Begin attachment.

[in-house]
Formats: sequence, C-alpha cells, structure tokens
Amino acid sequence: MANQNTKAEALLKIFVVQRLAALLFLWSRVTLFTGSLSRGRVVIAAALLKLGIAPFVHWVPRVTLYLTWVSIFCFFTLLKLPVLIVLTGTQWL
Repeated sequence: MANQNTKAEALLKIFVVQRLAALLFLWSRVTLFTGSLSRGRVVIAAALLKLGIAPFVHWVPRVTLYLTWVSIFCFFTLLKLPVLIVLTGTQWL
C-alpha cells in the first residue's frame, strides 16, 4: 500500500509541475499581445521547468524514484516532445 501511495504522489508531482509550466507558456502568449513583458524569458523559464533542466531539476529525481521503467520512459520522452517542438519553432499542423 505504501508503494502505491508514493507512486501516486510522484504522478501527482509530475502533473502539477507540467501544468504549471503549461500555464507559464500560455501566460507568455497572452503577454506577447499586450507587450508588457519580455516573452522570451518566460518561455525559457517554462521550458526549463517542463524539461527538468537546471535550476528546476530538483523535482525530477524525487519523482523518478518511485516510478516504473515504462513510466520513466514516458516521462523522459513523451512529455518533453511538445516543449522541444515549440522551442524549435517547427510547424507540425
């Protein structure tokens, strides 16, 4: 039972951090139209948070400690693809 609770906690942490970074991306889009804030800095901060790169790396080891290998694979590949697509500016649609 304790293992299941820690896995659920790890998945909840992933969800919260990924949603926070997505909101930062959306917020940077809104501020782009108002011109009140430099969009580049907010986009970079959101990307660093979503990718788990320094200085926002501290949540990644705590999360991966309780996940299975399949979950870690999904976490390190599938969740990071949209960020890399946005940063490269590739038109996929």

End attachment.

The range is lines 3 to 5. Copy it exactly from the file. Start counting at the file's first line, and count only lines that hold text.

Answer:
Amino acid sequence: MANQNTKAEALLKIFVVQRLAALLFLWSRVTLFTGSLSRGRVVIAAALLKLGIAPFVHWVPRVTLYLTWVSIFCFFTLLKLPVLIVLTGTQWL
Repeated sequence: MANQNTKAEALLKIFVVQRLAALLFLWSRVTLFTGSLSRGRVVIAAALLKLGIAPFVHWVPRVTLYLTWVSIFCFFTLLKLPVLIVLTGTQWL
C-alpha cells in the first residue's frame, strides 16, 4: 500500500509541475499581445521547468524514484516532445 501511495504522489508531482509550466507558456502568449513583458524569458523559464533542466531539476529525481521503467520512459520522452517542438519553432499542423 505504501508503494502505491508514493507512486501516486510522484504522478501527482509530475502533473502539477507540467501544468504549471503549461500555464507559464500560455501566460507568455497572452503577454506577447499586450507587450508588457519580455516573452522570451518566460518561455525559457517554462521550458526549463517542463524539461527538468537546471535550476528546476530538483523535482525530477524525487519523482523518478518511485516510478516504473515504462513510466520513466514516458516521462523522459513523451512529455518533453511538445516543449522541444515549440522551442524549435517547427510547424507540425